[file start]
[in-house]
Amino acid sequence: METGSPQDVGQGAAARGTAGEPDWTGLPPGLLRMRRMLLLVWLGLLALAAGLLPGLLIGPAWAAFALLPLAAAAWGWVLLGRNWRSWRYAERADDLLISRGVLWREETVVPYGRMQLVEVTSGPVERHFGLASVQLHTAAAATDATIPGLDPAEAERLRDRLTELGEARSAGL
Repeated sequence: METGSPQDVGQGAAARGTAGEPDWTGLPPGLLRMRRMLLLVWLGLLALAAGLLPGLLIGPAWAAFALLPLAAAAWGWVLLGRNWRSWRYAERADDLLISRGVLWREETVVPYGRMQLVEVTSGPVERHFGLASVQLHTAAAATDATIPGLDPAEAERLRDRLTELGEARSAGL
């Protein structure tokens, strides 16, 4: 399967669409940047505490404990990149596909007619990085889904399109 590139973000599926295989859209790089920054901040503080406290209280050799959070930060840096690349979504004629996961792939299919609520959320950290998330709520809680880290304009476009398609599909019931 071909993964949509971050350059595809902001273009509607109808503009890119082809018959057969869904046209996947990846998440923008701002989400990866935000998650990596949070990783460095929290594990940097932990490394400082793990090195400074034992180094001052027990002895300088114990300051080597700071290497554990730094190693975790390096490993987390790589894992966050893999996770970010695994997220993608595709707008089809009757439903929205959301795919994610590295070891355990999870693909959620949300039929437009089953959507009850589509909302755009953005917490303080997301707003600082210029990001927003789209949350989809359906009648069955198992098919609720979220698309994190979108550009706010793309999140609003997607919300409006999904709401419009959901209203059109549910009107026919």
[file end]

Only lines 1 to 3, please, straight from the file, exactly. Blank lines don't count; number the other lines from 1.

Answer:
[in-house]
Amino acid sequence: METGSPQDVGQGAAARGTAGEPDWTGLPPGLLRMRRMLLLVWLGLLALAAGLLPGLLIGPAWAAFALLPLAAAAWGWVLLGRNWRSWRYAERADDLLISRGVLWREETVVPYGRMQLVEVTSGPVERHFGLASVQLHTAAAATDATIPGLDPAEAERLRDRLTELGEARSAGL
Repeated sequence: METGSPQDVGQGAAARGTAGEPDWTGLPPGLLRMRRMLLLVWLGLLALAAGLLPGLLIGPAWAAFALLPLAAAAWGWVLLGRNWRSWRYAERADDLLISRGVLWREETVVPYGRMQLVEVTSGPVERHFGLASVQLHTAAAATDATIPGLDPAEAERLRDRLTELGEARSAGL